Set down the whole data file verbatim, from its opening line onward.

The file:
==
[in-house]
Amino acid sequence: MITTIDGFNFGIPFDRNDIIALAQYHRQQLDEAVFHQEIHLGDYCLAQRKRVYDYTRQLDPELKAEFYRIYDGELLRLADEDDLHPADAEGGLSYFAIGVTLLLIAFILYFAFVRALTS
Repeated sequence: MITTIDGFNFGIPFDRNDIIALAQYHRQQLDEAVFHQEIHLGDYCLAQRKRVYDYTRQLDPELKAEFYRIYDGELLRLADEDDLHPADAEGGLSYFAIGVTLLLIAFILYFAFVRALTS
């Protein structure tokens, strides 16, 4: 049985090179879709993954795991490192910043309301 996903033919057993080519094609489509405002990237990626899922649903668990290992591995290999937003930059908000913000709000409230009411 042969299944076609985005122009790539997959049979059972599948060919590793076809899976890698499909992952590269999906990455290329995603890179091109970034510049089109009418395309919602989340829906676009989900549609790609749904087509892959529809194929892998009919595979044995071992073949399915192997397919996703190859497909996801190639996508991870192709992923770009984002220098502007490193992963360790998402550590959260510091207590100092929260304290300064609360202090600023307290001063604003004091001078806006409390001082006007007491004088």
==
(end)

[in-house]
Amino acid sequence: MITTIDGFNFGIPFDRNDIIALAQYHRQQLDEAVFHQEIHLGDYCLAQRKRVYDYTRQLDPELKAEFYRIYDGELLRLADEDDLHPADAEGGLSYFAIGVTLLLIAFILYFAFVRALTS
Repeated sequence: MITTIDGFNFGIPFDRNDIIALAQYHRQQLDEAVFHQEIHLGDYCLAQRKRVYDYTRQLDPELKAEFYRIYDGELLRLADEDDLHPADAEGGLSYFAIGVTLLLIAFILYFAFVRALTS
């Protein structure tokens, strides 16, 4: 049985090179879709993954795991490192910043309301 996903033919057993080519094609489509405002990237990626899922649903668990290992591995290999937003930059908000913000709000409230009411 042969299944076609985005122009790539997959049979059972599948060919590793076809899976890698499909992952590269999906990455290329995603890179091109970034510049089109009418395309919602989340829906676009989900549609790609749904087509892959529809194929892998009919595979044995071992073949399915192997397919996703190859497909996801190639996508991870192709992923770009984002220098502007490193992963360790998402550590959260510091207590100092929260304290300064609360202090600023307290001063604003004091001078806006409390001082006007007491004088």